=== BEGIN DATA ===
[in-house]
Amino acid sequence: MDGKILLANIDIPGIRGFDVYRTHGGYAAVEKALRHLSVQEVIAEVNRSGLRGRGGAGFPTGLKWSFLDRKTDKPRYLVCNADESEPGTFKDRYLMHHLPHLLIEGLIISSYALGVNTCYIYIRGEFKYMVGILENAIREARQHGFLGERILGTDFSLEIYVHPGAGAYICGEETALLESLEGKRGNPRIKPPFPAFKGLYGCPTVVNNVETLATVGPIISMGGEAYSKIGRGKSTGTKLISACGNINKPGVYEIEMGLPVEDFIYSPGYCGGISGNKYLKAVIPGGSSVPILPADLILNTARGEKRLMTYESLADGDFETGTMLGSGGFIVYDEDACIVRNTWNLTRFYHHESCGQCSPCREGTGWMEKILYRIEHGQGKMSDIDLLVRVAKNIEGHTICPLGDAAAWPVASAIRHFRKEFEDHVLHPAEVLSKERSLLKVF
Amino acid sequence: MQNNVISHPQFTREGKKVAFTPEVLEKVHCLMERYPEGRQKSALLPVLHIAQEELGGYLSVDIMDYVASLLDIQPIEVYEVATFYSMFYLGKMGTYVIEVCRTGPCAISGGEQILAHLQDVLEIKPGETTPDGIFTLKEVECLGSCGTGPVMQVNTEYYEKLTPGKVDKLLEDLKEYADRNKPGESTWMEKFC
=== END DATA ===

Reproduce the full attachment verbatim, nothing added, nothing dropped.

[in-house]
Amino acid sequence: MDGKILLANIDIPGIRGFDVYRTHGGYAAVEKALRHLSVQEVIAEVNRSGLRGRGGAGFPTGLKWSFLDRKTDKPRYLVCNADESEPGTFKDRYLMHHLPHLLIEGLIISSYALGVNTCYIYIRGEFKYMVGILENAIREARQHGFLGERILGTDFSLEIYVHPGAGAYICGEETALLESLEGKRGNPRIKPPFPAFKGLYGCPTVVNNVETLATVGPIISMGGEAYSKIGRGKSTGTKLISACGNINKPGVYEIEMGLPVEDFIYSPGYCGGISGNKYLKAVIPGGSSVPILPADLILNTARGEKRLMTYESLADGDFETGTMLGSGGFIVYDEDACIVRNTWNLTRFYHHESCGQCSPCREGTGWMEKILYRIEHGQGKMSDIDLLVRVAKNIEGHTICPLGDAAAWPVASAIRHFRKEFEDHVLHPAEVLSKERSLLKVF
Amino acid sequence: MQNNVISHPQFTREGKKVAFTPEVLEKVHCLMERYPEGRQKSALLPVLHIAQEELGGYLSVDIMDYVASLLDIQPIEVYEVATFYSMFYLGKMGTYVIEVCRTGPCAISGGEQILAHLQDVLEIKPGETTPDGIFTLKEVECLGSCGTGPVMQVNTEYYEKLTPGKVDKLLEDLKEYADRNKPGESTWMEKFC